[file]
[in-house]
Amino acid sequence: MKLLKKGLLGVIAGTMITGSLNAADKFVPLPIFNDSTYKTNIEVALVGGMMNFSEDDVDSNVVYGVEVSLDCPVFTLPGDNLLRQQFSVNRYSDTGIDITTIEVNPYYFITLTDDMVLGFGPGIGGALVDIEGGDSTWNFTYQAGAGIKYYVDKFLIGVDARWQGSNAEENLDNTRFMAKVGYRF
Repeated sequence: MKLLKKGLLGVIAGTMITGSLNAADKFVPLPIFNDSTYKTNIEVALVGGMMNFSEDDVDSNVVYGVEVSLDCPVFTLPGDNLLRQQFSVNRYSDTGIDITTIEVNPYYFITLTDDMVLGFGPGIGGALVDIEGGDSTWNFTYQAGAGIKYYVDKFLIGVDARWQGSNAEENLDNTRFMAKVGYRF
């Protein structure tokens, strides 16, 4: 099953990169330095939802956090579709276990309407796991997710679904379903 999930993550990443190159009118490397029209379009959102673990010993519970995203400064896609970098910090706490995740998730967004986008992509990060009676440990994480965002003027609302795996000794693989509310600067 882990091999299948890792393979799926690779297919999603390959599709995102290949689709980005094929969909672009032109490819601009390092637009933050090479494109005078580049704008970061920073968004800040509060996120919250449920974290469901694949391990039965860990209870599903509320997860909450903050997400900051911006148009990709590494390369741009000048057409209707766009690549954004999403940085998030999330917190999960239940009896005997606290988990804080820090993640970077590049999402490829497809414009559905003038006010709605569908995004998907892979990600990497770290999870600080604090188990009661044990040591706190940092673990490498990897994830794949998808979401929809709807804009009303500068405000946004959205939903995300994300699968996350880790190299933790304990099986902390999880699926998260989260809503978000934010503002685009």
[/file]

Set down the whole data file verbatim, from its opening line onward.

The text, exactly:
[in-house]
Amino acid sequence: MKLLKKGLLGVIAGTMITGSLNAADKFVPLPIFNDSTYKTNIEVALVGGMMNFSEDDVDSNVVYGVEVSLDCPVFTLPGDNLLRQQFSVNRYSDTGIDITTIEVNPYYFITLTDDMVLGFGPGIGGALVDIEGGDSTWNFTYQAGAGIKYYVDKFLIGVDARWQGSNAEENLDNTRFMAKVGYRF
Repeated sequence: MKLLKKGLLGVIAGTMITGSLNAADKFVPLPIFNDSTYKTNIEVALVGGMMNFSEDDVDSNVVYGVEVSLDCPVFTLPGDNLLRQQFSVNRYSDTGIDITTIEVNPYYFITLTDDMVLGFGPGIGGALVDIEGGDSTWNFTYQAGAGIKYYVDKFLIGVDARWQGSNAEENLDNTRFMAKVGYRF
């Protein structure tokens, strides 16, 4: 099953990169330095939802956090579709276990309407796991997710679904379903 999930993550990443190159009118490397029209379009959102673990010993519970995203400064896609970098910090706490995740998730967004986008992509990060009676440990994480965002003027609302795996000794693989509310600067 882990091999299948890792393979799926690779297919999603390959599709995102290949689709980005094929969909672009032109490819601009390092637009933050090479494109005078580049704008970061920073968004800040509060996120919250449920974290469901694949391990039965860990209870599903509320997860909450903050997400900051911006148009990709590494390369741009000048057409209707766009690549954004999403940085998030999330917190999960239940009896005997606290988990804080820090993640970077590049999402490829497809414009559905003038006010709605569908995004998907892979990600990497770290999870600080604090188990009661044990040591706190940092673990490498990897994830794949998808979401929809709807804009009303500068405000946004959205939903995300994300699968996350880790190299933790304990099986902390999880699926998260989260809503978000934010503002685009």